Updated: Feb 7
Or: Getting Our Daughter to do Her Homework Without Her Parents Having a Nervous Breakdown
“AAAAAAAAAAAAAAAAAAAAAAAAAAAAAAAAAAAGGGGGGGGGGGGHHHHHHHHHHHHHHHH” is a common reaction when attempting to get our daughter to do her homework. You might think that's because we have a naughty child who doesn’t do as she’s told. Actually, she’s normally pretty good. Or maybe that she’s not very good at her homework, so we have to spend a lot of time helping her. Nope, we are the proud parents of a clever little girl. Is the school a pressure cooker where they hothouse the pupils giving them hours of work to do each night? Well no, not really. Truth to tell, the reason we go: "AAAAAAAAAAAAAAAAAAAAAAAAAAAAAAAAAAAAAAAAAAAAAAAAAAAAAAAAAAAAAAAAAAAAAAAAAAAAAAAAAAAAGGGGGGGGGGGGGGGGGGGGGGGGHHHHHHHHHHHHHHHHHHHH” is because our daughter is completely disorganised and has no sense of time. Getting her to do ten minutes of spelling can take hours.
When we looked at ways to help her, it was clear that there were a number of things we had to sort out to have any chance of success. This is where
QWERTY® could help us, as parents. We had to identify the problems (Question); Wonder about all the things that could help solve them; Explore the best possibilities (strategies and techniques in this case) for ensuring success; Rank them, so we knew which ones to try first; implement those strategies (Target) and then evaluate how well they worked (YaY!).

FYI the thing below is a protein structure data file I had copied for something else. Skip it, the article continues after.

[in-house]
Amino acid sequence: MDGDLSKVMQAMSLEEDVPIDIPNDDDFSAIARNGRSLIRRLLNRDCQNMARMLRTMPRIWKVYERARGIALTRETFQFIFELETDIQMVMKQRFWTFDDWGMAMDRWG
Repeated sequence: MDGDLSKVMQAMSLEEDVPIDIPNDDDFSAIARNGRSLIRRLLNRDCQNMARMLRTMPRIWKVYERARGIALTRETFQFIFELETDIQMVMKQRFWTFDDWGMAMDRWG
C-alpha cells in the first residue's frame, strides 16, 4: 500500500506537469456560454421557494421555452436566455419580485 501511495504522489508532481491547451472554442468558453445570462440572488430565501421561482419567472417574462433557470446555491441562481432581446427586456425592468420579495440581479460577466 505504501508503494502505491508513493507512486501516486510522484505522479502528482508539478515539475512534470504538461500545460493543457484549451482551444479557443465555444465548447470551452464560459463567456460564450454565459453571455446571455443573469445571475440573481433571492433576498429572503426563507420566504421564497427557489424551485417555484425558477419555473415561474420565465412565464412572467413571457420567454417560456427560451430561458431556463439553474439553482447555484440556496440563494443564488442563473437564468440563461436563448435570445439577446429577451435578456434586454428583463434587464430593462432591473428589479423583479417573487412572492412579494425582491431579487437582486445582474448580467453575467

We had to have ways of ensuring her homework was completed, that it was done on time and handed in. So what were the problems? We had to consider things like:
knowing what she had to do (not always straightforward!)
getting her to remember what it was
getting her to start doing her homework on time
having the necessary equipment and materials
organising a suitable work environment
parental supervision, as required
In case you find it helpful, we've gone into details about all of the above in our blog Homework Blues Background.
At all stages, we weren't looking for things that we, as parents, could do, but rather at techniques and strategies for our daughter to use to make her a more independent learner.
So much for the problems. What were our solutions? We:
used a memory technique to help her remember to bring it home in the first place
came up with a strategy to get her to start her homework in a timely fashion
created a simple homework routine that included equipment, materials and timing
We go into the details of the solutions in Homework Blues Solutions. You may find that they (or a variation of them personalised for your own circumstances) could help you and your child(ren) if you have similar problems.
In practice, all this took about six to eight weeks to put in place. Going forward, we hope and believe it will help install self-discipline and good habits in our daughter and longer-term show her how she can organise herself to accomplish the tasks that life throws at her more easily. If she can manage this at nine, she should be well-placed to organise herself through the challenges of exam work at the age of fourteen.